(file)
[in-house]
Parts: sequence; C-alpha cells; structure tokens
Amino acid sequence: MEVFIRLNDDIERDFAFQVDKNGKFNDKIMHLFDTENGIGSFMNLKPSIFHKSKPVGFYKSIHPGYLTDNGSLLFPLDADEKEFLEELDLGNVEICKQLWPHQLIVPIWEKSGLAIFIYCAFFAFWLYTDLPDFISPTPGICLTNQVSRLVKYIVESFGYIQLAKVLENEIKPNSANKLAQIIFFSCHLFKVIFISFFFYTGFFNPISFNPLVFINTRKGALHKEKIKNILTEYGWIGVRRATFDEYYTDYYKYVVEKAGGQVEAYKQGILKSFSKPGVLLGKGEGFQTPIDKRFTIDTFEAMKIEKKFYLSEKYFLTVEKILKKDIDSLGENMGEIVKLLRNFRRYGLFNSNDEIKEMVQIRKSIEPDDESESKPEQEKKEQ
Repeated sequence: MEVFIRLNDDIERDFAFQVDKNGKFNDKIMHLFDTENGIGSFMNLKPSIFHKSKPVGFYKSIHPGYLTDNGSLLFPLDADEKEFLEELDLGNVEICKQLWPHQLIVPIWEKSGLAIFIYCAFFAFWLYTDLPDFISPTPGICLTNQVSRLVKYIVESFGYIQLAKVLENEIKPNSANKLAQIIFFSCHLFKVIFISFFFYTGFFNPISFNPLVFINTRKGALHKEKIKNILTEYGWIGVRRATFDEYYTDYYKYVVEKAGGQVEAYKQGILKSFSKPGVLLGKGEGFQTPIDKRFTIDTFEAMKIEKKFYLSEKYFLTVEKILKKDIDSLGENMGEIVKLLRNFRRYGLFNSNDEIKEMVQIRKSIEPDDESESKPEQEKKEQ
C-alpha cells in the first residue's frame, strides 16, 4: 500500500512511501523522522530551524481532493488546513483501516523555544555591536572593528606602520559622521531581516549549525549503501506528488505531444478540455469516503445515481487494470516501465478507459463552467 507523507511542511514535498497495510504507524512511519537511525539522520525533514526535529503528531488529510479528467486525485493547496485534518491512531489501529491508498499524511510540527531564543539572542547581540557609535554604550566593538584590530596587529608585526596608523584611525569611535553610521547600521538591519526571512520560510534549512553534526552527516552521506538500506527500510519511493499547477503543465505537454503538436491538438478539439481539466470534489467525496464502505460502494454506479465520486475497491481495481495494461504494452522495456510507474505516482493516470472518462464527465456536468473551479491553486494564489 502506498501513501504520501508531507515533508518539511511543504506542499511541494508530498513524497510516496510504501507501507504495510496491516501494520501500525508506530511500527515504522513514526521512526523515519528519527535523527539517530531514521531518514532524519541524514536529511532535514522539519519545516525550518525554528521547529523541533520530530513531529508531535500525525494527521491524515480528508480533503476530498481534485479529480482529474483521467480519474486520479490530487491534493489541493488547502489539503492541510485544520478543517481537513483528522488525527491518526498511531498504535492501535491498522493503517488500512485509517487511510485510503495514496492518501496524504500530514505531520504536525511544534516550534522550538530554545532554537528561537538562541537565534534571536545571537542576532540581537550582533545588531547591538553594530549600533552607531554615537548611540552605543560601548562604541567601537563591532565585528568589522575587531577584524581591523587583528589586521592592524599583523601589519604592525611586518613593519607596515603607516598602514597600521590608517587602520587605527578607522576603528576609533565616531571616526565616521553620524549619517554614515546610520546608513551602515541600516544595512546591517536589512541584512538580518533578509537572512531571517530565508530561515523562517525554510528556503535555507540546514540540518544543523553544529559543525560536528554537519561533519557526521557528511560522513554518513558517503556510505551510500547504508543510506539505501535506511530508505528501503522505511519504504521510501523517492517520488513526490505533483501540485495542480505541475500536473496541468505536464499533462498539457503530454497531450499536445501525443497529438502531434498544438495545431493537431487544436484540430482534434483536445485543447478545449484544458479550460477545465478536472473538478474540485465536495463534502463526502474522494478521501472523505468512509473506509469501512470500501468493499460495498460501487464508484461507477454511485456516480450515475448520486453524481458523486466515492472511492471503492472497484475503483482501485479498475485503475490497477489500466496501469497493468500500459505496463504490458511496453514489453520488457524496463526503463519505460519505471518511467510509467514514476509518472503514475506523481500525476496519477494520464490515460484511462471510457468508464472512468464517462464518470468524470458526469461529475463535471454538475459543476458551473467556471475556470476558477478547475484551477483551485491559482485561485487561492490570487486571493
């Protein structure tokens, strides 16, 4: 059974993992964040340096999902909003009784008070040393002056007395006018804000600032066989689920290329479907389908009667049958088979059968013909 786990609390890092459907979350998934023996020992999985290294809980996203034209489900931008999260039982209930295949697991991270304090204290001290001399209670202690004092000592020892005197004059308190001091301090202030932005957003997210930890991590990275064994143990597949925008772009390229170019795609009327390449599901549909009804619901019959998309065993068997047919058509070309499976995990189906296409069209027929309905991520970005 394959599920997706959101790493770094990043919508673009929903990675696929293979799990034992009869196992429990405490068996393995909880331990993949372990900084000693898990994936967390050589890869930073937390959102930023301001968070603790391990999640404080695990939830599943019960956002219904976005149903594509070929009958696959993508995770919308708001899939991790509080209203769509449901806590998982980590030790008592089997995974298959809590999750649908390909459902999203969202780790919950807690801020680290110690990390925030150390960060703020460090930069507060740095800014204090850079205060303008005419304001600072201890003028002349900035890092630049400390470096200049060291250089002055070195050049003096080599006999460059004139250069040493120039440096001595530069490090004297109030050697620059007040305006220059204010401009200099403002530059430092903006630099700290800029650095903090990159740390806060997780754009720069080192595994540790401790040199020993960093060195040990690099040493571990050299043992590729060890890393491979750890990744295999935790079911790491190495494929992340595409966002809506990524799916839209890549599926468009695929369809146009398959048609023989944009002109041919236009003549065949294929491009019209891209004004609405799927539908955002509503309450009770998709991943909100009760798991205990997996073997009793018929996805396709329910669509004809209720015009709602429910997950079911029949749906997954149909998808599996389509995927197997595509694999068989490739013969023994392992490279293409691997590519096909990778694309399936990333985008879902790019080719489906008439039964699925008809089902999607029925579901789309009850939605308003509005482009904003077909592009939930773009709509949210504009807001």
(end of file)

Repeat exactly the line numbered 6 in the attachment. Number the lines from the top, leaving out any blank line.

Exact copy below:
């Protein structure tokens, strides 16, 4: 059974993992964040340096999902909003009784008070040393002056007395006018804000600032066989689920290329479907389908009667049958088979059968013909 786990609390890092459907979350998934023996020992999985290294809980996203034209489900931008999260039982209930295949697991991270304090204290001290001399209670202690004092000592020892005197004059308190001091301090202030932005957003997210930890991590990275064994143990597949925008772009390229170019795609009327390449599901549909009804619901019959998309065993068997047919058509070309499976995990189906296409069209027929309905991520970005 394959599920997706959101790493770094990043919508673009929903990675696929293979799990034992009869196992429990405490068996393995909880331990993949372990900084000693898990994936967390050589890869930073937390959102930023301001968070603790391990999640404080695990939830599943019960956002219904976005149903594509070929009958696959993508995770919308708001899939991790509080209203769509449901806590998982980590030790008592089997995974298959809590999750649908390909459902999203969202780790919950807690801020680290110690990390925030150390960060703020460090930069507060740095800014204090850079205060303008005419304001600072201890003028002349900035890092630049400390470096200049060291250089002055070195050049003096080599006999460059004139250069040493120039440096001595530069490090004297109030050697620059007040305006220059204010401009200099403002530059430092903006630099700290800029650095903090990159740390806060997780754009720069080192595994540790401790040199020993960093060195040990690099040493571990050299043992590729060890890393491979750890990744295999935790079911790491190495494929992340595409966002809506990524799916839209890549599926468009695929369809146009398959048609023989944009002109041919236009003549065949294929491009019209891209004004609405799927539908955002509503309450009770998709991943909100009760798991205990997996073997009793018929996805396709329910669509004809209720015009709602429910997950079911029949749906997954149909998808599996389509995927197997595509694999068989490739013969023994392992490279293409691997590519096909990778694309399936990333985008879902790019080719489906008439039964699925008809089902999607029925579901789309009850939605308003509005482009904003077909592009939930773009709509949210504009807001």